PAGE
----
Education Budget Cuts Disproportionately Disadvantage the Poor
Throughout the United States, the nation’s public school system is being savaged by budget cuts that will make a mockery of federal legislation designed to reduce the achievement gap between children in low-income and high-income districts.
In Detroit, the school district has been told by the state to close half of its schools to close a $347 million deficit, leading to high school classes that could contain as many as sixty students.
Providence, RI just handed out pink slips to its nearly 2,000 teachers to reduce its deficit (although, in an astonishing feat of creative accounting, most—but not all—of the teachers are expected to be rehired); and Austin, Texas, may do the same in a response to a ten percent reduction in state funding. And in thousands of school districts throughout the country, teachers are being fired, sports and arts programs are being shut down, AP classes are being canceled, and class size is going through the roof while state and local governments radically cut education funding to balance their budgets. Make no mistake about it, these budget cuts will have a disproportionate effect in the poorest school districts, where parents depend on schools to impart skills which, because of educational background or language issues, they often lack.
You cut arts and science programs in a upper-middle-class school district, parents will compensate by finding private tutors or funding additional classes through the PTA. In poor neighborhoods, once such programs are gone, they are gone for good.
You can squeeze the teachers in poor districts all you want to produce magical results on test days; as opportunities to give students individual attention and special training in arts and science disappear, the test score gap will grow wider, the dropout rate will increase, and college admission from such districts will plummet. What makes this a bitter pill to swallow that the dream these budget cuts will destroy was one nurtured by a Republican president, George W. Bush. Never mind that the dream was based on false data from the Houston school district; never mind that it was used by politicians, business leaders and the media to divert attention from confronting sources of inequality outside the school system. It is still held that every child in America has the right to a great education and an opportunity to attend college if they take advantage of that opportunity. Now that very dream is in tatters, not just because of the decision elected officials made to cut public school budgets, but because of the decision they didn’t make: to TAX THE RICH.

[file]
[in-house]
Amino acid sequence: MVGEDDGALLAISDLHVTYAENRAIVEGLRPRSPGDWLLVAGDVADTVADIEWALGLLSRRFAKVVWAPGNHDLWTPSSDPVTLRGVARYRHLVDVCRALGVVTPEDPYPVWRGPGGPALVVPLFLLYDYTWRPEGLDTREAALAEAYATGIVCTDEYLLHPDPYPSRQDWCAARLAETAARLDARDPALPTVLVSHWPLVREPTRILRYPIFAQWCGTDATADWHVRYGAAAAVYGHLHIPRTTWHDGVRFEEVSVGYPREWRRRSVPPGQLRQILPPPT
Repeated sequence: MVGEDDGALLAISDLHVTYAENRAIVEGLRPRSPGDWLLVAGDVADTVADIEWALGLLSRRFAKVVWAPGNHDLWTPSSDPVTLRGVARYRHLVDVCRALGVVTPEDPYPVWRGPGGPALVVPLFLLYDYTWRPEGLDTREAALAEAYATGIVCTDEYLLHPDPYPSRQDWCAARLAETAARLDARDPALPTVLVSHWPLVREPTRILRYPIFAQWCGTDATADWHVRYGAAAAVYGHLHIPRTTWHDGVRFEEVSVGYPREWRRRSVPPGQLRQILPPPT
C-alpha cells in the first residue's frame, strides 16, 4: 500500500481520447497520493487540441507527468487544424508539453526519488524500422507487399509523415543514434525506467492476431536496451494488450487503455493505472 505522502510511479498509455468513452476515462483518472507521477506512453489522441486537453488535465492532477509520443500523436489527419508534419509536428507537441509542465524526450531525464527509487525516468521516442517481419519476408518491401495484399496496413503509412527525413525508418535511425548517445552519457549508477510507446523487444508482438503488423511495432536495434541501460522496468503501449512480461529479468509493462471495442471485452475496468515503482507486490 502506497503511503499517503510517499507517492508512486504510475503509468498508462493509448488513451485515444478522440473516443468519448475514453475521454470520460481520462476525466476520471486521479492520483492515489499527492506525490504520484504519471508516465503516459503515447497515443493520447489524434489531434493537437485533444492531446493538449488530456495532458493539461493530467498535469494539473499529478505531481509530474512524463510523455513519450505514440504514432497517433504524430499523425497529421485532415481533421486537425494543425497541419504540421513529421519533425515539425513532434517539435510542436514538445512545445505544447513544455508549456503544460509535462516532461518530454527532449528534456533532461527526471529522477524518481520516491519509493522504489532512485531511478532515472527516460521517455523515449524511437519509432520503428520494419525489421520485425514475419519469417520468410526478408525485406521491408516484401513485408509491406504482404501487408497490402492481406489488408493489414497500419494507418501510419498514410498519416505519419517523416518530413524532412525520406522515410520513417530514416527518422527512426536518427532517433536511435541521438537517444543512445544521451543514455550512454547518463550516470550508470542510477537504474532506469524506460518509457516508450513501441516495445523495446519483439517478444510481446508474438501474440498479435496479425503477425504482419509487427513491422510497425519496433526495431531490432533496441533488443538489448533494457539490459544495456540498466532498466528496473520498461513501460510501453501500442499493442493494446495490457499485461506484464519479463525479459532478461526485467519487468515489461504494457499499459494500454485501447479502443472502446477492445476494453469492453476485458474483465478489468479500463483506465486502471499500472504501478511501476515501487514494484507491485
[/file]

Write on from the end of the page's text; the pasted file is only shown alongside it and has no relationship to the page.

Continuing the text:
Make no mistake about it, in every state where these budget cuts are being made the vast majority could have been avoided if taxes were raised on the wealthiest five percent of the population, a group which controls nearly 40 percent of national income! Yet in state after state throughout this country, as well as in Congress, such taxes were declared “off limits” by politicians of both parties.
Let us be very blunt about the consequences of this choice. In the midst of the worst economic crisis in modern U.S. history, our political leadership has decided to exempt the very wealthy from sacrifice while tragically weakening the one avenue our society has identified for reducing inequality in the nation—our public schools.
Not only is it profoundly immoral to impose hardship on the weakest and most vulnerable members of our society, targeting schools for such huge cuts does violence to the very ideal of equality of opportunity which once used to unite liberals and conservatives.
If the only schools that can function well are in communities where parents have the resources to compensate for the budget cuts, then we are basically creating a social order where children will remain in the social position of their parents into the next generation, and where poor and working-class children are doomed by inferior training to be a servant class for the rich, if they are lucky enough to find jobs at all.
I don’t know about you, but this sounds more like the ancien régime in France or pre-revolutionary Russia than the country which Abraham Lincoln once praised “for lifting artificial burdens off the shoulders of men.” The American Dream is dying before our eyes. Will we have the courage to rescue it?
Mark NaisonMark Naison is a Professor of African-American Studies and History at Fordham University and Director of Fordham's Urban Studies Program. He is the author of three books and over 100 articles on African-American History, urban history, and the history of sports. His most recent book, White Boy: A Memoir, was published in the spring of 2002. Republished with permission from The History News Network.